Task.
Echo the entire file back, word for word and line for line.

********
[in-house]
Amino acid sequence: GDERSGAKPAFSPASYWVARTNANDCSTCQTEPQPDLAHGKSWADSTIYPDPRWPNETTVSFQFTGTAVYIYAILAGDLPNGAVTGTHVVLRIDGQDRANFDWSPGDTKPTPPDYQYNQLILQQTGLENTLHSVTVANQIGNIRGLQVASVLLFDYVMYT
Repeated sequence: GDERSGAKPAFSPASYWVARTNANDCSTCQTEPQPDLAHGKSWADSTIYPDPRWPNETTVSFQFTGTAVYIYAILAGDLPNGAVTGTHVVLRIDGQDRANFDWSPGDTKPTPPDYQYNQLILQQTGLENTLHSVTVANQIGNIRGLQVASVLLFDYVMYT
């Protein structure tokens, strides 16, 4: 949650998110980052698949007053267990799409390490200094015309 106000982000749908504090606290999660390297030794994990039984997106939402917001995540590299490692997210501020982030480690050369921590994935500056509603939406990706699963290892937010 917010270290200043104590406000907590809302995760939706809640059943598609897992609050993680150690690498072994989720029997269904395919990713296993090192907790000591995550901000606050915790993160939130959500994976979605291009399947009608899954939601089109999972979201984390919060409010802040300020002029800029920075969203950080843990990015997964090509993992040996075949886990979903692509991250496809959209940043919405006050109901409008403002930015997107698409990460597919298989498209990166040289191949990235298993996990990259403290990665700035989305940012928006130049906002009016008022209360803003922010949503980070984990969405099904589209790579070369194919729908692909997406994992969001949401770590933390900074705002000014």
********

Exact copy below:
[in-house]
Amino acid sequence: GDERSGAKPAFSPASYWVARTNANDCSTCQTEPQPDLAHGKSWADSTIYPDPRWPNETTVSFQFTGTAVYIYAILAGDLPNGAVTGTHVVLRIDGQDRANFDWSPGDTKPTPPDYQYNQLILQQTGLENTLHSVTVANQIGNIRGLQVASVLLFDYVMYT
Repeated sequence: GDERSGAKPAFSPASYWVARTNANDCSTCQTEPQPDLAHGKSWADSTIYPDPRWPNETTVSFQFTGTAVYIYAILAGDLPNGAVTGTHVVLRIDGQDRANFDWSPGDTKPTPPDYQYNQLILQQTGLENTLHSVTVANQIGNIRGLQVASVLLFDYVMYT
């Protein structure tokens, strides 16, 4: 949650998110980052698949007053267990799409390490200094015309 106000982000749908504090606290999660390297030794994990039984997106939402917001995540590299490692997210501020982030480690050369921590994935500056509603939406990706699963290892937010 917010270290200043104590406000907590809302995760939706809640059943598609897992609050993680150690690498072994989720029997269904395919990713296993090192907790000591995550901000606050915790993160939130959500994976979605291009399947009608899954939601089109999972979201984390919060409010802040300020002029800029920075969203950080843990990015997964090509993992040996075949886990979903692509991250496809959209940043919405006050109901409008403002930015997107698409990460597919298989498209990166040289191949990235298993996990990259403290990665700035989305940012928006130049906002009016008022209360803003922010949503980070984990969405099904589209790579070369194919729908692909997406994992969001949401770590933390900074705002000014």